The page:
IFT: Domestic diseases such as PRRS continue to cost the pork industry millions of dollars annually. What are researchers working on that might help tame these viruses?

ASAY: There’s been research going on for years on PRRS, and we’re still trying to find better vaccines out there that can cover more strains or new strains. There’s a lot of work being done on filtered barns to help protect particularly sow farms.

Gene editing, or CRISPR, technology could help us by utilizing gene deletion to decrease vulnerability to PRRS and other disease. While there could be some challenges with consumer perception, this tool could be of great use to our industry.

IFT: Trade is always a hot topic. What’s your outlook for exports in the coming year?

ASAY: African swine fever is the major wild card here. ASF has caused a major protein gap, especially in Asian countries, and the ability of each country to recover will have an impact on U.S. pork exports. The Pork Board is focused on diversification to keep our export markets strong. We are working in key areas including: 

  • Securing core markets where pork demand is high, but the U.S. pork export position has room to grow.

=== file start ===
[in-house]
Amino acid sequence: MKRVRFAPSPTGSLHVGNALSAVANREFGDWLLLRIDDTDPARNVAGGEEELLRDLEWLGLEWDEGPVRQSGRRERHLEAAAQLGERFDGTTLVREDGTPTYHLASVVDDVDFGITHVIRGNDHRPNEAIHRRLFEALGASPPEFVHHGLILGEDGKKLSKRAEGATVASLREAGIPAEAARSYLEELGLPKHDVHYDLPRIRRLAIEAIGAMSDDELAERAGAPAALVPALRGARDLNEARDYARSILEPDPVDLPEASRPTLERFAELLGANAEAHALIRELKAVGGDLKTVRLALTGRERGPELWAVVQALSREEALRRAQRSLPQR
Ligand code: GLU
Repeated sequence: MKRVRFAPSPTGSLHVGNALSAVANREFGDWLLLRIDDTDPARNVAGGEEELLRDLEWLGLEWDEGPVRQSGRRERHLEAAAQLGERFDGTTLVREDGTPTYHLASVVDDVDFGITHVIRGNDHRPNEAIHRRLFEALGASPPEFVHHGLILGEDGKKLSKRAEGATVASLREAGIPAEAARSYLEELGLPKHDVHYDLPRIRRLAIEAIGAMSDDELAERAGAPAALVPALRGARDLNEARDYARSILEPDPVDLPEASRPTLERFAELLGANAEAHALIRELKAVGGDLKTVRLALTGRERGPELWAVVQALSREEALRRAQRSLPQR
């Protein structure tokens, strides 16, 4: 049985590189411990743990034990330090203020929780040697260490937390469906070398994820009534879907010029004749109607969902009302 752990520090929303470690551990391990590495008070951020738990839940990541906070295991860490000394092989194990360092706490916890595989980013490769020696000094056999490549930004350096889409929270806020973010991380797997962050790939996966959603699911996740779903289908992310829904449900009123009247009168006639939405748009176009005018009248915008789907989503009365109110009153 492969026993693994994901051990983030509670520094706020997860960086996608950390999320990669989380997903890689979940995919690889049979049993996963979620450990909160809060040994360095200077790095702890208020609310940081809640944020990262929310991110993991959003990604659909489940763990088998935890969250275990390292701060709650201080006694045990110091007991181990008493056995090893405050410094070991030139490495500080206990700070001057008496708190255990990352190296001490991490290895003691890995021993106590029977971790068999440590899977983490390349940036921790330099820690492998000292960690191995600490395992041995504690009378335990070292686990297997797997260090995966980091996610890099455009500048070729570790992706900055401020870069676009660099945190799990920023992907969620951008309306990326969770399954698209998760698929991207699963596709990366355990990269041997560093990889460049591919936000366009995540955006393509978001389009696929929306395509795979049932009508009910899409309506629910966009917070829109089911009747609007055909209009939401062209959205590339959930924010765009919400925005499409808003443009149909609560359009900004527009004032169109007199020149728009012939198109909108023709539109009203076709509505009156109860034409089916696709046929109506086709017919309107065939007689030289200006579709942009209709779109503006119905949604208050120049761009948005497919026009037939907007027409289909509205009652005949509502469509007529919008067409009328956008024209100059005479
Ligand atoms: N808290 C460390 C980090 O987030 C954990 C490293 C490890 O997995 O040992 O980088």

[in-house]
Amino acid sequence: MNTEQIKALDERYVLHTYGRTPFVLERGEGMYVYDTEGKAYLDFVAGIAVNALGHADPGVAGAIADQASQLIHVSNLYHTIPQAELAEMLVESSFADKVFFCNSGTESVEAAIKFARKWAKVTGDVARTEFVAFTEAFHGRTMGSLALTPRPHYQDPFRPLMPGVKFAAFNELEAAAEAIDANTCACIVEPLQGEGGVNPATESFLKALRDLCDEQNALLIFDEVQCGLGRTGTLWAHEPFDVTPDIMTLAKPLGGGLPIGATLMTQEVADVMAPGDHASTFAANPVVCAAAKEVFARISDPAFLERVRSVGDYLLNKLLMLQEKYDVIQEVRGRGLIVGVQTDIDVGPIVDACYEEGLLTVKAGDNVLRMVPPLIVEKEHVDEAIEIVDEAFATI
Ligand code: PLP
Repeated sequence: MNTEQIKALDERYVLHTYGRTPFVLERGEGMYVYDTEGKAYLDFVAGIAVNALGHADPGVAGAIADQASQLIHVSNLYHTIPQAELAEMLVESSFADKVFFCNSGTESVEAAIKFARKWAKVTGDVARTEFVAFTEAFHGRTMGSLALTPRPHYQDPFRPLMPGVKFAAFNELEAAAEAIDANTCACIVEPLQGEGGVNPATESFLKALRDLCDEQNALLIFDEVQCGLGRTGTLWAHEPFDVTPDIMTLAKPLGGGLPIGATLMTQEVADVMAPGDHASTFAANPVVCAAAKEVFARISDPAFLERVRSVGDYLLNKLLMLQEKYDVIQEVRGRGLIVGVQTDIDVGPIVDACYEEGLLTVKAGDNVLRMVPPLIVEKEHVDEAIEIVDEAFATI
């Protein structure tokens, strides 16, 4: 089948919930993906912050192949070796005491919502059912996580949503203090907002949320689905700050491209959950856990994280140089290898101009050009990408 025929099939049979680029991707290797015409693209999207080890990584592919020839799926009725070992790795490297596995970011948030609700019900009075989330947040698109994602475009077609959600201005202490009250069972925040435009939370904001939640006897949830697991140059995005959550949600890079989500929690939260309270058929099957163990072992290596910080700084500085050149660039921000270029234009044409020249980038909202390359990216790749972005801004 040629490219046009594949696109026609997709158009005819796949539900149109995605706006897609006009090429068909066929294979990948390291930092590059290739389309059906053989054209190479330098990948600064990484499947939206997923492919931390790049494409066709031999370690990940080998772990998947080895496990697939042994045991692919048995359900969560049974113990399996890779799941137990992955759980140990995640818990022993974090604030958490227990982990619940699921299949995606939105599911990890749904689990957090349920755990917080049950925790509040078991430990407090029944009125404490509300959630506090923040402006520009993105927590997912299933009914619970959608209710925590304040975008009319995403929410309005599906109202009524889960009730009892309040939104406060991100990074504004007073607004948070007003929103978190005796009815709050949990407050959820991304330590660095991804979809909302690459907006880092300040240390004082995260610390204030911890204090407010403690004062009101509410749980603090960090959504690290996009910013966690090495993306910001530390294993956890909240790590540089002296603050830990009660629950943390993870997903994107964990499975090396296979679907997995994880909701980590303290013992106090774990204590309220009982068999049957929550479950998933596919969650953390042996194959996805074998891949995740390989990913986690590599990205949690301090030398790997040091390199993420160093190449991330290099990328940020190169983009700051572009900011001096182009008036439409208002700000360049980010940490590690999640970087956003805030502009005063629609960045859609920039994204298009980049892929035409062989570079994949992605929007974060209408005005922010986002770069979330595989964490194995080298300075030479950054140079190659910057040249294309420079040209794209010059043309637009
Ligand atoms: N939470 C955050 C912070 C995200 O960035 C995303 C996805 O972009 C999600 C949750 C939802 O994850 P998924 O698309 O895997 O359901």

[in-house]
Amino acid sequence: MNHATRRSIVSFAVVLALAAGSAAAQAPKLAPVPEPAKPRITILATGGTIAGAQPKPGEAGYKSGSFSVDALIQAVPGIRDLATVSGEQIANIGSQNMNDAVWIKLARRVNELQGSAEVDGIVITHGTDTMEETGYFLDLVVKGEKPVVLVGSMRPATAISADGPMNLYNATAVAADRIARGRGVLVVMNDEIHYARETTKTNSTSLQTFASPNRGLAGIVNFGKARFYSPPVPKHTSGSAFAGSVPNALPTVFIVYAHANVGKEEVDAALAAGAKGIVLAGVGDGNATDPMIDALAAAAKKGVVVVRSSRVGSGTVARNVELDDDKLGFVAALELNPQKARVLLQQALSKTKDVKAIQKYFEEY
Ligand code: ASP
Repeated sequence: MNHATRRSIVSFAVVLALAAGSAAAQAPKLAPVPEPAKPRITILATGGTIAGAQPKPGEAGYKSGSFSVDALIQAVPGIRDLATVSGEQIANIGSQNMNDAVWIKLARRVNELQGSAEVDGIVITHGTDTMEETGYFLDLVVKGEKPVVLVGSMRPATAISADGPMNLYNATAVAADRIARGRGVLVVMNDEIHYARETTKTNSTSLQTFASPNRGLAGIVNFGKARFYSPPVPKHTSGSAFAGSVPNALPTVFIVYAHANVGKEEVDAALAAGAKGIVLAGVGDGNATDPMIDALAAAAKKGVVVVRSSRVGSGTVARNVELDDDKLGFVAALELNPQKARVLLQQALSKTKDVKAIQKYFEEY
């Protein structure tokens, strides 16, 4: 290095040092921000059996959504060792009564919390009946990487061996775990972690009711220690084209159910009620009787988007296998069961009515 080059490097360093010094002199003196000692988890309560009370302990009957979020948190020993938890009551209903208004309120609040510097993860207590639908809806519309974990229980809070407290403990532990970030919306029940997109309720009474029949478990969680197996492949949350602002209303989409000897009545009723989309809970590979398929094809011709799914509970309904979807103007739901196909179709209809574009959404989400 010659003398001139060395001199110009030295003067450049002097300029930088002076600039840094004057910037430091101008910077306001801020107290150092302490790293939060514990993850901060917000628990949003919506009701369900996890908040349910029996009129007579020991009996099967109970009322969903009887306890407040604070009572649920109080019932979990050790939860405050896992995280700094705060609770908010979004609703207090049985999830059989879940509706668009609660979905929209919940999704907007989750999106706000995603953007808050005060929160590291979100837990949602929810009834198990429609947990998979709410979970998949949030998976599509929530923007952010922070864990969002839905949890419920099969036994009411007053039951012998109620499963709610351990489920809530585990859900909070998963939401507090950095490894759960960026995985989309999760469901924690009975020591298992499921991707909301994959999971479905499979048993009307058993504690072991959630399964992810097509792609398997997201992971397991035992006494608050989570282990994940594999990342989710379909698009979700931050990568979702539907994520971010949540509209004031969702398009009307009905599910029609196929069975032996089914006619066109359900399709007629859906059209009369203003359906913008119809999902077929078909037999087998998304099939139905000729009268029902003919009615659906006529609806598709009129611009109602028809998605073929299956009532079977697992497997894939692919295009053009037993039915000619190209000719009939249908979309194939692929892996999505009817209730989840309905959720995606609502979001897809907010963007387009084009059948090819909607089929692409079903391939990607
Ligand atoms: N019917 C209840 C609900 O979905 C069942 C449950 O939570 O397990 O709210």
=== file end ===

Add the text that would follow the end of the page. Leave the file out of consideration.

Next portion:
• Expanding business in developing markets, including both an increase in volume and variety of exports. 
  • Discovering new business in emerging markets by establishing a deeper understanding of such markets, developing and executing export marketing strategies that capitalize on localized preferences and needs

IFT: What are maybe two or three major research projects the Pork Checkoff is funding?

ASAY: A big area of research is FAD response-related, such as euthanasia and disposal. We do have proposals out there to find novel methods for both that we don’t currently have, because any method we have now has drawbacks when you go to large-scale depopulation.

IFT: As you leave the pork board, what are some of your fondest memories during your period of service?

ASAY: These are some of the things I’ve been involved in as a board member. Being on task forces and some key areas I think are great for the industry. I feel very proud to be a part of this, including:

  • The new strategic vision of the Pork Checkoff to be consumer-focused and producer-led. 
  • The Checkoff’s leadership in responding to the impacts of COVID-19 on the pork industry. 
  • Launching Real Pork, our trust and image brand differentiating us from the alternatives. It drives growth by celebrating everything that is authentic about pork.
  • Participating in the We Care sustainability task force and our industry metrics. 

To me, the biggest joy and highlight is the people out there in the pork industry. I’ve been going to pork forums since 2005 and the pork expo for about the same amount of time. I’ve been able to meet a lot of people in the industry from all over the country, A lot of very good, hard-working people who are all doing their best to raise pork and supply pork to the consumer.

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Jeff DeYoung is livestock editor for Iowa Farmer Today, Missouri Farmer Today and Illinois Farmer Today.